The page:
The Spanish folk and world music community was in shock this morning when the Spanish press announced the death of timple virtuoso José Antonio Ramos. He was 38 years old and was found dead today (June 4) in the recording studio where he was finalizing his fifth album titled Very Jar. Ramos had been working out on a stationary bicycle and was found dead, apparently of a heart stroke.
The Canary Islander was one of the leading timple players in Spain. The extremely talented Ramos ventured into jazz, flamenco, Celtic music, and classical music, taking his small guitar to uncharted territories as a solo instrument.
José Antonio Ramos was born in Las Palmas de Gran Canaria (Canary Islands) in November 10th, 1969. At the age of nine he started his timple studies with Totoyo Millares. Later, he continued his education at the Conservatorio Superior de Música de Las Palmas (Gran Canaria), studying classic guitar, but also interested in jazz and improvisation.
He won the Premio Nacional de Música Folk para Jóvenes Intérpretes (National Folk Music Award for young Performers) in 1998 in Santiago de Compostela. This prize triggered the development of his career, which started with the creation of a group called Trio Simple. He recorded two albums as leader of this group (Más que un sueño and Tanekra….) and travelled throughout every lost corner in the Canary Islands. During this stage of his work it is worth noticing the performance he gave in the Canary Islands Day (1996) called “Timple. El sonido de Canarias,” in which some of the most notable instrumentalists and singers of Spain were invited.
After Trio Timple, he started his career as a soloist with an intense activity, giving concerts, seminars, conferences…in places in and out the Canary Isles. In this new period, and for the first time in history of music, he made a name for an electro acoustic timple. It was a new project designed by himself and built up by luthiers Jesús Machín and Juan Molina.
As a soloist, Ramos recorded four albums. He also worked with many different artists, participating in over 30 albums and numerous live performances. Some of the musicians he worked with include leading Spanish, Irish, American and Cuban musicians such as Carlos Núñez, Kepa Junkera, Pedro Guerra, Rosana, Orquesta Filarmónica de Gran Canaria, Mestisay, los Sabadeños, The Chieftains, Bela Fleck & the Flecktones, Jorge Pardo, Juan Manuel Cañizares, Javier Krahe, Bau, Mari Carmen Mulet, Taburiente, Javier Ruibal, Pancho Amat, Polo Ortí, Jose Manuel Ramos, Camarón de Pitita, Andreas Prittwitz, and René Gonzalez.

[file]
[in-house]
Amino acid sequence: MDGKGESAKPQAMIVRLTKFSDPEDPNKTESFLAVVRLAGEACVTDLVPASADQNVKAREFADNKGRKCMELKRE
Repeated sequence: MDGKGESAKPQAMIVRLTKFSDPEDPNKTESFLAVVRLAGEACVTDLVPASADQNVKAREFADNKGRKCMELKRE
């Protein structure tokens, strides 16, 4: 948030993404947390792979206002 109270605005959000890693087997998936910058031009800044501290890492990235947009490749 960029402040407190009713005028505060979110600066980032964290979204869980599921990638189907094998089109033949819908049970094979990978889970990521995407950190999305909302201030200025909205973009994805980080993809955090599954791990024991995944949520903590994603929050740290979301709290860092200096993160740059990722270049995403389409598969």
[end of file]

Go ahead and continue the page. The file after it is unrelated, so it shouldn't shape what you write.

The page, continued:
During all his years as professional musician, José Antonio Ramos has combined his job as a performing and recording artist with his teaching career. Apart from the private classes in his own school of timple, he has also given several courses, conferences and seminars throughout many places of the Canary Isles (Las Palmas de GC, Mogán, San Nicolás de Toletino, Artenara, Telde, Guía, Las Breñas, Santa Cruz de la Palma, Puerto de la Cruz, Los Llanos de Aridane, Santa Brígida, Valsequillo, Arrecife…), also through several institutions such as the conservatorio superior de música de las Palmas, la Universidad de Las Palmas de GC.
One of his most celebrated works is the “Timple Imaginario”, a compilation book of specific scores for timple, written both in solfege and ciphered. In this book, José Antonio Ramos gathered the works he recorded throughout his long career.
About the timple
The timple is a small guitar with 5 nylon strings, which comes from the Canary Islands (Spain). Some timples in the northern part of the island of Tenerife only had four strings. Similar instruments are found in other parts of Spain and Spanish-speaking America under different names: tiple, guitarrillo, guitarrico. It is related to the Portuguese cavaquinho, which is the ancestor of the Hawaiian ukulele.
Author: World Music Central News Department
World music news from the editors at World Music Central